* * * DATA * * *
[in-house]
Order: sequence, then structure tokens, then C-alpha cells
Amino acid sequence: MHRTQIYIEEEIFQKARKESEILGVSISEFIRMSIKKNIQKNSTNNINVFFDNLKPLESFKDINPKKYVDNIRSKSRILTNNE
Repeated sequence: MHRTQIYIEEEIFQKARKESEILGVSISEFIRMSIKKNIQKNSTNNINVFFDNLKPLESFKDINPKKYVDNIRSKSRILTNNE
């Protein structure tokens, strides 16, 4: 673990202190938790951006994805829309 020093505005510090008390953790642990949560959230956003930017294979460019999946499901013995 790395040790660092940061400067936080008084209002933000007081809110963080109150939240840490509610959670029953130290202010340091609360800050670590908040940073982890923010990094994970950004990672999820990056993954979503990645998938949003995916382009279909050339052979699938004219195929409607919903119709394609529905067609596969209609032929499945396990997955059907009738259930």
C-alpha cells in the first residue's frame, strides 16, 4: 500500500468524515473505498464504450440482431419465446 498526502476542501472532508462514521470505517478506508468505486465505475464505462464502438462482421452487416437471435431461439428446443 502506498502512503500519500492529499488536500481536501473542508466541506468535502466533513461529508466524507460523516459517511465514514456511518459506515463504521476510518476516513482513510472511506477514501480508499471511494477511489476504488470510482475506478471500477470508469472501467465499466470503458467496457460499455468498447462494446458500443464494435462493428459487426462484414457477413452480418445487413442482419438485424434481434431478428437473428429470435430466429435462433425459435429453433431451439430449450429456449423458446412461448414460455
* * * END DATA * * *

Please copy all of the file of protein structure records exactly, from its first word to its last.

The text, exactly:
[in-house]
Order: sequence, then structure tokens, then C-alpha cells
Amino acid sequence: MHRTQIYIEEEIFQKARKESEILGVSISEFIRMSIKKNIQKNSTNNINVFFDNLKPLESFKDINPKKYVDNIRSKSRILTNNE
Repeated sequence: MHRTQIYIEEEIFQKARKESEILGVSISEFIRMSIKKNIQKNSTNNINVFFDNLKPLESFKDINPKKYVDNIRSKSRILTNNE
């Protein structure tokens, strides 16, 4: 673990202190938790951006994805829309 020093505005510090008390953790642990949560959230956003930017294979460019999946499901013995 790395040790660092940061400067936080008084209002933000007081809110963080109150939240840490509610959670029953130290202010340091609360800050670590908040940073982890923010990094994970950004990672999820990056993954979503990645998938949003995916382009279909050339052979699938004219195929409607919903119709394609529905067609596969209609032929499945396990997955059907009738259930």
C-alpha cells in the first residue's frame, strides 16, 4: 500500500468524515473505498464504450440482431419465446 498526502476542501472532508462514521470505517478506508468505486465505475464505462464502438462482421452487416437471435431461439428446443 502506498502512503500519500492529499488536500481536501473542508466541506468535502466533513461529508466524507460523516459517511465514514456511518459506515463504521476510518476516513482513510472511506477514501480508499471511494477511489476504488470510482475506478471500477470508469472501467465499466470503458467496457460499455468498447462494446458500443464494435462493428459487426462484414457477413452480418445487413442482419438485424434481434431478428437473428429470435430466429435462433425459435429453433431451439430449450429456449423458446412461448414460455